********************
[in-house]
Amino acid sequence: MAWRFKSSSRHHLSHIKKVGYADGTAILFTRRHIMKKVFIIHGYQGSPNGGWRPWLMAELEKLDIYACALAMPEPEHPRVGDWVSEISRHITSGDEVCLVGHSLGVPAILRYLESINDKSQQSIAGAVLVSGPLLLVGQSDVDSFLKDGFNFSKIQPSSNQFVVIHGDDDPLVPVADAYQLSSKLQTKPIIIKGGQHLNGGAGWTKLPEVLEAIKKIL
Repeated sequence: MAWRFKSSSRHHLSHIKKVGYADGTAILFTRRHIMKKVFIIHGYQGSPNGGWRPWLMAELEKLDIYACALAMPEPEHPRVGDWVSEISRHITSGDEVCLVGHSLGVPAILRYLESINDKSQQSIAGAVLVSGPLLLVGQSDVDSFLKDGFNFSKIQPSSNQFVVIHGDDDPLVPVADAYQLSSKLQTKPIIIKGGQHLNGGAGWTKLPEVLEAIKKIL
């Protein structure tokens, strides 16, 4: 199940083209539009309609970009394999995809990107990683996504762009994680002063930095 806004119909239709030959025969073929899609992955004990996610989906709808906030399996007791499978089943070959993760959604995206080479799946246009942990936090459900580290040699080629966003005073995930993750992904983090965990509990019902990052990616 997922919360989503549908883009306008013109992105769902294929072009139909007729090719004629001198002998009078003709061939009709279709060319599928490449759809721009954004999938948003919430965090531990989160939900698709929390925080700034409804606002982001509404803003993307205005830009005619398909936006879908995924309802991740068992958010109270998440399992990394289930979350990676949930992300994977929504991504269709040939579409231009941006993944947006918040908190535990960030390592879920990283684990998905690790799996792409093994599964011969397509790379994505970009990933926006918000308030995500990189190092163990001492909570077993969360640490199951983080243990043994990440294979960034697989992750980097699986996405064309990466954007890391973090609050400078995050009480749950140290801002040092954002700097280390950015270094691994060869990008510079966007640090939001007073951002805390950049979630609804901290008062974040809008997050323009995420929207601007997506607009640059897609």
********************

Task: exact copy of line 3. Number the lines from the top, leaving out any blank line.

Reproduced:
Repeated sequence: MAWRFKSSSRHHLSHIKKVGYADGTAILFTRRHIMKKVFIIHGYQGSPNGGWRPWLMAELEKLDIYACALAMPEPEHPRVGDWVSEISRHITSGDEVCLVGHSLGVPAILRYLESINDKSQQSIAGAVLVSGPLLLVGQSDVDSFLKDGFNFSKIQPSSNQFVVIHGDDDPLVPVADAYQLSSKLQTKPIIIKGGQHLNGGAGWTKLPEVLEAIKKIL